Once the most influential and dynamic bilateral relationship in the global economic sphere, thorny issues of unbalanced trade, cybersecurity and intellectual property rights are now testing the political wisdom and strategic judgment of the two countries’ leaders, threatening to shake the fragile and vulnerable foundation of the Sino-U.S. relationship. 

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Shanghai Vs Hong Kong: Rivals or Economic Partners?

Date: 29 July 2013

In the coming years, China’s leadership will need to increase its reliance on financial services for consumption-led growth. However, plans to develop Shanghai as a free-trade zone should not be seen as a threat to Hong Kong’s prosperity and future, but rather a signal to meet new economic challenges on the Mainland. 

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Economic Growth, Human Adversities: Who Is Responsible For Climate Solutions?

Date: 18 July 2013

The U.S.-China split over climate change centres on the relative responsibilities of developed and major developing nations. China, along with other developing nations, argue that since advance economies continue to have far higher levels of emissions per capita, they alone should be subject to legally binding commitments to reduce emissions. Beijing sees the U.S. as containing the right of emerging nations to develop, while Washington sees China as engaging in environmental blackmail. 

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Policy Dilemma: Can China’s 350m Urban Sprawl Be Contained?

Date: 10 July 2013

For three decades, China's reform and opening-up policies led to unprecedented economic growth, as well as the creation of first-tier megacities particularly along the coastal regions. China has in recent years contemplated a grand plan to make urban residents of 350 million Chinese villagers. It's a tall order and at stake is nothing short of China’s future. 

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China’s Rise As An Economic Power: Dan Steinbock

Date: 3 July 2013

In the early 1870s, the United States, the largest emerging economy of the era, overtook the United Kingdom. Now, as the United States' liquidity-driven growth eclipses, the once-in-a-century transition of economic power – from U.S hegemony to China’s peaceful rise – will likely accelerate.

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How America Lost Its Edge in Communications Technology: Dan Steinbock

Date: 17 June 2013

The United States' global primacy depends in large part on its ability to develop new technologies and industries faster than any other country. However, after decades of intensified globalization and the rise of the large emerging economies, such as China, the world’s factory, and India, the world’s technology back-office, the old U.S.-dominated information and communication technology ecosystem has not only disintegrated structurally but it has dispersed geographically.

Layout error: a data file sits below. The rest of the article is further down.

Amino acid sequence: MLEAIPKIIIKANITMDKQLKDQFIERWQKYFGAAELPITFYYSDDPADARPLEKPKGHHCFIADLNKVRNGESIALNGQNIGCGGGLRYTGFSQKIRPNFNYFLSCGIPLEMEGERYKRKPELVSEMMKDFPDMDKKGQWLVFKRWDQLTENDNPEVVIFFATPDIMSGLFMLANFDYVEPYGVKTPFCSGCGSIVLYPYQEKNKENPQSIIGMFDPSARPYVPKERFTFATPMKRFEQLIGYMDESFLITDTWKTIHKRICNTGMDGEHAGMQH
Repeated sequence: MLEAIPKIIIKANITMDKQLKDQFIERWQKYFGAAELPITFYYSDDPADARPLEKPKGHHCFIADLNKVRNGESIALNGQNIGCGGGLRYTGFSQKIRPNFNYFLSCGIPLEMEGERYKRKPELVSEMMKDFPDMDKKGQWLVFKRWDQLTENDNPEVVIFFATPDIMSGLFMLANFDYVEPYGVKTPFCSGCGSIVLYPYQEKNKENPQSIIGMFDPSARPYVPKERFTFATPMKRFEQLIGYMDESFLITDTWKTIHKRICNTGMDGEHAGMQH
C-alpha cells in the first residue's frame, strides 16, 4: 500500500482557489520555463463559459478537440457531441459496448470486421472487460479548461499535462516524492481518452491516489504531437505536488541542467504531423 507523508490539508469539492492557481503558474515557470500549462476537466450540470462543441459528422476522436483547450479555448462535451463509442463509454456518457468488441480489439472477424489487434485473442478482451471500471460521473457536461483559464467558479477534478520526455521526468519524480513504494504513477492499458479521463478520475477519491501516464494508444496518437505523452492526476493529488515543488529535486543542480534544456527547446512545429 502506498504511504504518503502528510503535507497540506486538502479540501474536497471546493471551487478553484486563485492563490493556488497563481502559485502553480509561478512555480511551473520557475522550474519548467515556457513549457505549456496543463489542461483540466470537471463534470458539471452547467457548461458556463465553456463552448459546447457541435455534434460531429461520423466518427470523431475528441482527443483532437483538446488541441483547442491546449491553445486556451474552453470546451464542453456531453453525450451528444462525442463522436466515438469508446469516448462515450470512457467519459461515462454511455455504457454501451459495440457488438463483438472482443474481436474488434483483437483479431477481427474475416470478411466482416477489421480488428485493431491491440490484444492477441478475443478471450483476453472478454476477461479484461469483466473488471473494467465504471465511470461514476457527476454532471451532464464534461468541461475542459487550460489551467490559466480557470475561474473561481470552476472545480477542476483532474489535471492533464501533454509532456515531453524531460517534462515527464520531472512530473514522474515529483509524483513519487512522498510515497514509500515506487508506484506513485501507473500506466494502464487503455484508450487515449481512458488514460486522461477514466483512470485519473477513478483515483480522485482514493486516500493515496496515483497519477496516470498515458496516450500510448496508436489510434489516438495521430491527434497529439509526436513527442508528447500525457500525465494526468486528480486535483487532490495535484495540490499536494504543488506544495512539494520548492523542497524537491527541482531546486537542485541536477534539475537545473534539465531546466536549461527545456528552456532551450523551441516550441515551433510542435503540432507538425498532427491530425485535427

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America’s Lost Reputation & South Asia’s Shift towards China: Dan Steinbock

Date: 20 May 2013

Pakistan’s recent elections were the first civilian transfer of power in the country’s troubled history. While it did take place amidst horrific violence, increasing poverty and pervasive corruption, it also held a promise of a very different future. Pakistan is likely to be more focused on economic development in the future, thanks to the transformative campaign of Imran Khan and his Tehrik-e-Insat (PTI) party. That, in turn, has substantial implications over U.S. and Chinese interests in South Asia.

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The US & China Must Co-Lead The World In Counter-Terrorism: Dan Steinbock

Date: 26 April 2013

Neither the U.S., with all of its military muscle and more than 40 percent of annual military expenditures worldwide, nor China, with its rising economic clout and military modernization, can effectively contain globalized terrorism on their own. Yet if they work together, the two countries could rally the international community into effective multi-polar counter-terrorism.

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New Leadership, New China?: Dan Steinbock

Date: 26 March 2013

In his inaugural address last Sunday, Chinese President Xi Jinping spoke about the "Chinese Dream", in which the mainland will restore its role as the largest economy worldwide. But unlike their predecessors, Xi and his fellow leaders can no longer rely on double-digit growth, or China’s old growth models. What China truly needs is a two-phase political transition, economic and financial reforms, and a geostrategic recalibration in Asia.